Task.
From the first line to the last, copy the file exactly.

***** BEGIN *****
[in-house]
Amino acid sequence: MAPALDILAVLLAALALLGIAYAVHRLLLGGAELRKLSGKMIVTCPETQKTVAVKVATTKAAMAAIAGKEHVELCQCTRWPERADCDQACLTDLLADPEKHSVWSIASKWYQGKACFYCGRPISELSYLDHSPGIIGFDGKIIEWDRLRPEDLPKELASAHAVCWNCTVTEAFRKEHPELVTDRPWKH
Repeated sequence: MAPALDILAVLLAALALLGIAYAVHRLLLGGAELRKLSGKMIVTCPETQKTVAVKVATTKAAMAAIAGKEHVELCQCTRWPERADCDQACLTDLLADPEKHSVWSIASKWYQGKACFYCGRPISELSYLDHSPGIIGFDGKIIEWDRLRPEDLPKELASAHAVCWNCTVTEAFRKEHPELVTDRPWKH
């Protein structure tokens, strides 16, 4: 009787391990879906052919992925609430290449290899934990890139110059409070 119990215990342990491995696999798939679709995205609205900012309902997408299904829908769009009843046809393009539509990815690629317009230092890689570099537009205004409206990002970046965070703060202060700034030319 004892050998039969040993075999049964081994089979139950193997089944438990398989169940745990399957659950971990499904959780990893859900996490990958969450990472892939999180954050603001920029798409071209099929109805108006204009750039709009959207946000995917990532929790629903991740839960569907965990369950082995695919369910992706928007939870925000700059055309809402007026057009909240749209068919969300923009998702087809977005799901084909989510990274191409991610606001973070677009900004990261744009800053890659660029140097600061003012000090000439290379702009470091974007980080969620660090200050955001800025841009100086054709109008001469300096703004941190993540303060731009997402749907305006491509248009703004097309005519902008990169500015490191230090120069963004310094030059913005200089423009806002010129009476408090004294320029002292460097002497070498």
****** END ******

[in-house]
Amino acid sequence: MAPALDILAVLLAALALLGIAYAVHRLLLGGAELRKLSGKMIVTCPETQKTVAVKVATTKAAMAAIAGKEHVELCQCTRWPERADCDQACLTDLLADPEKHSVWSIASKWYQGKACFYCGRPISELSYLDHSPGIIGFDGKIIEWDRLRPEDLPKELASAHAVCWNCTVTEAFRKEHPELVTDRPWKH
Repeated sequence: MAPALDILAVLLAALALLGIAYAVHRLLLGGAELRKLSGKMIVTCPETQKTVAVKVATTKAAMAAIAGKEHVELCQCTRWPERADCDQACLTDLLADPEKHSVWSIASKWYQGKACFYCGRPISELSYLDHSPGIIGFDGKIIEWDRLRPEDLPKELASAHAVCWNCTVTEAFRKEHPELVTDRPWKH
């Protein structure tokens, strides 16, 4: 009787391990879906052919992925609430290449290899934990890139110059409070 119990215990342990491995696999798939679709995205609205900012309902997408299904829908769009009843046809393009539509990815690629317009230092890689570099537009205004409206990002970046965070703060202060700034030319 004892050998039969040993075999049964081994089979139950193997089944438990398989169940745990399957659950971990499904959780990893859900996490990958969450990472892939999180954050603001920029798409071209099929109805108006204009750039709009959207946000995917990532929790629903991740839960569907965990369950082995695919369910992706928007939870925000700059055309809402007026057009909240749209068919969300923009998702087809977005799901084909989510990274191409991610606001973070677009900004990261744009800053890659660029140097600061003012000090000439290379702009470091974007980080969620660090200050955001800025841009100086054709109008001469300096703004941190993540303060731009997402749907305006491509248009703004097309005519902008990169500015490191230090120069963004310094030059913005200089423009806002010129009476408090004294320029002292460097002497070498």